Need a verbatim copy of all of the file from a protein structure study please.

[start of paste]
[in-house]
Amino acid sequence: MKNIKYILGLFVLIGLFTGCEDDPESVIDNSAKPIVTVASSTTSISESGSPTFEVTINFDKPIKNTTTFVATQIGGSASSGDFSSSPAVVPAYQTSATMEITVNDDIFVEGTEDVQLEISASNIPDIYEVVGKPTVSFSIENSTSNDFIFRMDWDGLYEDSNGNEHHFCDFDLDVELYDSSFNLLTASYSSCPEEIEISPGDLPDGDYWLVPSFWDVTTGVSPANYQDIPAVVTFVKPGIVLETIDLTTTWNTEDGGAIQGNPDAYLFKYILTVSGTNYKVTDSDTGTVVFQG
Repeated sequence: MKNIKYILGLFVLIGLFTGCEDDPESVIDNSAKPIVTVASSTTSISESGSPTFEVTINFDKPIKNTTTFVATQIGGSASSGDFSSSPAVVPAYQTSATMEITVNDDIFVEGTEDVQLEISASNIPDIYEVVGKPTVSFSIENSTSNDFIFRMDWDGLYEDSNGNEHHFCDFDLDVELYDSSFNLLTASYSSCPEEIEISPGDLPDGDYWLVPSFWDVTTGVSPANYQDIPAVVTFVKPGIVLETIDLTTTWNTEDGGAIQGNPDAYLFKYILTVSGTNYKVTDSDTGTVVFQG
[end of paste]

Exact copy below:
[in-house]
Amino acid sequence: MKNIKYILGLFVLIGLFTGCEDDPESVIDNSAKPIVTVASSTTSISESGSPTFEVTINFDKPIKNTTTFVATQIGGSASSGDFSSSPAVVPAYQTSATMEITVNDDIFVEGTEDVQLEISASNIPDIYEVVGKPTVSFSIENSTSNDFIFRMDWDGLYEDSNGNEHHFCDFDLDVELYDSSFNLLTASYSSCPEEIEISPGDLPDGDYWLVPSFWDVTTGVSPANYQDIPAVVTFVKPGIVLETIDLTTTWNTEDGGAIQGNPDAYLFKYILTVSGTNYKVTDSDTGTVVFQG
Repeated sequence: MKNIKYILGLFVLIGLFTGCEDDPESVIDNSAKPIVTVASSTTSISESGSPTFEVTINFDKPIKNTTTFVATQIGGSASSGDFSSSPAVVPAYQTSATMEITVNDDIFVEGTEDVQLEISASNIPDIYEVVGKPTVSFSIENSTSNDFIFRMDWDGLYEDSNGNEHHFCDFDLDVELYDSSFNLLTASYSSCPEEIEISPGDLPDGDYWLVPSFWDVTTGVSPANYQDIPAVVTFVKPGIVLETIDLTTTWNTEDGGAIQGNPDAYLFKYILTVSGTNYKVTDSDTGTVVFQG